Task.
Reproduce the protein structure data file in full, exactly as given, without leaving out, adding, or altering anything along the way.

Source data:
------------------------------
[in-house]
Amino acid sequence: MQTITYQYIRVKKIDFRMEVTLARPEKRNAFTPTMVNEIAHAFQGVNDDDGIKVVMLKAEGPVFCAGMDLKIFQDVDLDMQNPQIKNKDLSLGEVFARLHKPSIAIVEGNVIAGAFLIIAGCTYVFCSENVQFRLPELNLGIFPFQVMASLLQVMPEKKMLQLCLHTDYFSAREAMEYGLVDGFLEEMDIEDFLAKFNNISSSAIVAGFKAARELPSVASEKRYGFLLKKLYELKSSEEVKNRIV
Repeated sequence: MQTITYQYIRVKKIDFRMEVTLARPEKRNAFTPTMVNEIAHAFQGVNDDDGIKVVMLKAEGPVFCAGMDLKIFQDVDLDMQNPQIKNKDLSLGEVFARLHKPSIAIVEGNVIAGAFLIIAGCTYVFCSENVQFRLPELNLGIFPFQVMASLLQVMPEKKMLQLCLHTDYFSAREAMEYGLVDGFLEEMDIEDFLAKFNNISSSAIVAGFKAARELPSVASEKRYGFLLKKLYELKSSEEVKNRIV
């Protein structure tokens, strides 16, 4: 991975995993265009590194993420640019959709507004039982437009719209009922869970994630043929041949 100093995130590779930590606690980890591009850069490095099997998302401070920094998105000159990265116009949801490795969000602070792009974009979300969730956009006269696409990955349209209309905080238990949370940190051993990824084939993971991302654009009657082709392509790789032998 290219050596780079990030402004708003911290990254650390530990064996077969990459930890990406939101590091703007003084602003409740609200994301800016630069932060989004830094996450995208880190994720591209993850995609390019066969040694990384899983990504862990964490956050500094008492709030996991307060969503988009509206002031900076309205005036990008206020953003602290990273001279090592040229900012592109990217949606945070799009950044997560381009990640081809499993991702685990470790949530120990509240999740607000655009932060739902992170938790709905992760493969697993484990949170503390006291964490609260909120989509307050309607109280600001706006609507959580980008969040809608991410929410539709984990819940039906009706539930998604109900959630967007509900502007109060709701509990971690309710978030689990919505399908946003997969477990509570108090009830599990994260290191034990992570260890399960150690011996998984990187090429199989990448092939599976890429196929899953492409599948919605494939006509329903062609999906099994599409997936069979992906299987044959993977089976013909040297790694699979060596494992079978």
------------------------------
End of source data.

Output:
[in-house]
Amino acid sequence: MQTITYQYIRVKKIDFRMEVTLARPEKRNAFTPTMVNEIAHAFQGVNDDDGIKVVMLKAEGPVFCAGMDLKIFQDVDLDMQNPQIKNKDLSLGEVFARLHKPSIAIVEGNVIAGAFLIIAGCTYVFCSENVQFRLPELNLGIFPFQVMASLLQVMPEKKMLQLCLHTDYFSAREAMEYGLVDGFLEEMDIEDFLAKFNNISSSAIVAGFKAARELPSVASEKRYGFLLKKLYELKSSEEVKNRIV
Repeated sequence: MQTITYQYIRVKKIDFRMEVTLARPEKRNAFTPTMVNEIAHAFQGVNDDDGIKVVMLKAEGPVFCAGMDLKIFQDVDLDMQNPQIKNKDLSLGEVFARLHKPSIAIVEGNVIAGAFLIIAGCTYVFCSENVQFRLPELNLGIFPFQVMASLLQVMPEKKMLQLCLHTDYFSAREAMEYGLVDGFLEEMDIEDFLAKFNNISSSAIVAGFKAARELPSVASEKRYGFLLKKLYELKSSEEVKNRIV
């Protein structure tokens, strides 16, 4: 991975995993265009590194993420640019959709507004039982437009719209009922869970994630043929041949 100093995130590779930590606690980890591009850069490095099997998302401070920094998105000159990265116009949801490795969000602070792009974009979300969730956009006269696409990955349209209309905080238990949370940190051993990824084939993971991302654009009657082709392509790789032998 290219050596780079990030402004708003911290990254650390530990064996077969990459930890990406939101590091703007003084602003409740609200994301800016630069932060989004830094996450995208880190994720591209993850995609390019066969040694990384899983990504862990964490956050500094008492709030996991307060969503988009509206002031900076309205005036990008206020953003602290990273001279090592040229900012592109990217949606945070799009950044997560381009990640081809499993991702685990470790949530120990509240999740607000655009932060739902992170938790709905992760493969697993484990949170503390006291964490609260909120989509307050309607109280600001706006609507959580980008969040809608991410929410539709984990819940039906009706539930998604109900959630967007509900502007109060709701509990971690309710978030689990919505399908946003997969477990509570108090009830599990994260290191034990992570260890399960150690011996998984990187090429199989990448092939599976890429196929899953492409599948919605494939006509329903062609999906099994599409997936069979992906299987044959993977089976013909040297790694699979060596494992079978």